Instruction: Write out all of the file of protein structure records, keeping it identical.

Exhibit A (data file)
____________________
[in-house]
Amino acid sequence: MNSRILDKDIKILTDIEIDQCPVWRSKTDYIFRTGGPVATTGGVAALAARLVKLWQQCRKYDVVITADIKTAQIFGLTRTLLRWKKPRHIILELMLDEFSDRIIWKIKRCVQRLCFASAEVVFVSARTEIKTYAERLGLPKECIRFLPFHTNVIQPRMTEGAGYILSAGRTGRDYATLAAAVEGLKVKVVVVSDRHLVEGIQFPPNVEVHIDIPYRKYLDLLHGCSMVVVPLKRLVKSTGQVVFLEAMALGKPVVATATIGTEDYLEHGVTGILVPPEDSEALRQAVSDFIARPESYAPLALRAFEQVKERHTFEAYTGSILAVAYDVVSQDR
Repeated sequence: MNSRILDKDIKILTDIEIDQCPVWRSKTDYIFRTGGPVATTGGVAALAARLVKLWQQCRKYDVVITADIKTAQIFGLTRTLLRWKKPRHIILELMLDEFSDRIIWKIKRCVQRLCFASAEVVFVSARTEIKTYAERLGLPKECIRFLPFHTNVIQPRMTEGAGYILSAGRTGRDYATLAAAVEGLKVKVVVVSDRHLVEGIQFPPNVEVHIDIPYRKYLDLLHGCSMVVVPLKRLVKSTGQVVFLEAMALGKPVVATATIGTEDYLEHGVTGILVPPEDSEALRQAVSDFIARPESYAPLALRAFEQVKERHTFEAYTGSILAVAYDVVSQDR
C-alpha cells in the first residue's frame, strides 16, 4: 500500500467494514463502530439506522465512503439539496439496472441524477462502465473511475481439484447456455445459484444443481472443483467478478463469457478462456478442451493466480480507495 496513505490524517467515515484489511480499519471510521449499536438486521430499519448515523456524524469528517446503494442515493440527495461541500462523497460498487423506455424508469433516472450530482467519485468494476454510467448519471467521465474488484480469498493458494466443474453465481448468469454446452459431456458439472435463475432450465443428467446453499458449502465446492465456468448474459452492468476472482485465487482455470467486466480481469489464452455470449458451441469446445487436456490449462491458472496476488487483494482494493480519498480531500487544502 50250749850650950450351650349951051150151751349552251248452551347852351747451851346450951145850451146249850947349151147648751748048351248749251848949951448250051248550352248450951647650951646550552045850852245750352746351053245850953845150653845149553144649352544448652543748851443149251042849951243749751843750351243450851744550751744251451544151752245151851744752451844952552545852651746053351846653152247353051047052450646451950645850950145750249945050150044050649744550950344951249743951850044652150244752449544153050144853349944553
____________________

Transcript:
[in-house]
Amino acid sequence: MNSRILDKDIKILTDIEIDQCPVWRSKTDYIFRTGGPVATTGGVAALAARLVKLWQQCRKYDVVITADIKTAQIFGLTRTLLRWKKPRHIILELMLDEFSDRIIWKIKRCVQRLCFASAEVVFVSARTEIKTYAERLGLPKECIRFLPFHTNVIQPRMTEGAGYILSAGRTGRDYATLAAAVEGLKVKVVVVSDRHLVEGIQFPPNVEVHIDIPYRKYLDLLHGCSMVVVPLKRLVKSTGQVVFLEAMALGKPVVATATIGTEDYLEHGVTGILVPPEDSEALRQAVSDFIARPESYAPLALRAFEQVKERHTFEAYTGSILAVAYDVVSQDR
Repeated sequence: MNSRILDKDIKILTDIEIDQCPVWRSKTDYIFRTGGPVATTGGVAALAARLVKLWQQCRKYDVVITADIKTAQIFGLTRTLLRWKKPRHIILELMLDEFSDRIIWKIKRCVQRLCFASAEVVFVSARTEIKTYAERLGLPKECIRFLPFHTNVIQPRMTEGAGYILSAGRTGRDYATLAAAVEGLKVKVVVVSDRHLVEGIQFPPNVEVHIDIPYRKYLDLLHGCSMVVVPLKRLVKSTGQVVFLEAMALGKPVVATATIGTEDYLEHGVTGILVPPEDSEALRQAVSDFIARPESYAPLALRAFEQVKERHTFEAYTGSILAVAYDVVSQDR
C-alpha cells in the first residue's frame, strides 16, 4: 500500500467494514463502530439506522465512503439539496439496472441524477462502465473511475481439484447456455445459484444443481472443483467478478463469457478462456478442451493466480480507495 496513505490524517467515515484489511480499519471510521449499536438486521430499519448515523456524524469528517446503494442515493440527495461541500462523497460498487423506455424508469433516472450530482467519485468494476454510467448519471467521465474488484480469498493458494466443474453465481448468469454446452459431456458439472435463475432450465443428467446453499458449502465446492465456468448474459452492468476472482485465487482455470467486466480481469489464452455470449458451441469446445487436456490449462491458472496476488487483494482494493480519498480531500487544502 50250749850650950450351650349951051150151751349552251248452551347852351747451851346450951145850451146249850947349151147648751748048351248749251848949951448250051248550352248450951647650951646550552045850852245750352746351053245850953845150653845149553144649352544448652543748851443149251042849951243749751843750351243450851744550751744251451544151752245151851744752451844952552545852651746053351846653152247353051047052450646451950645850950145750249945050150044050649744550950344951249743951850044652150244752449544153050144853349944553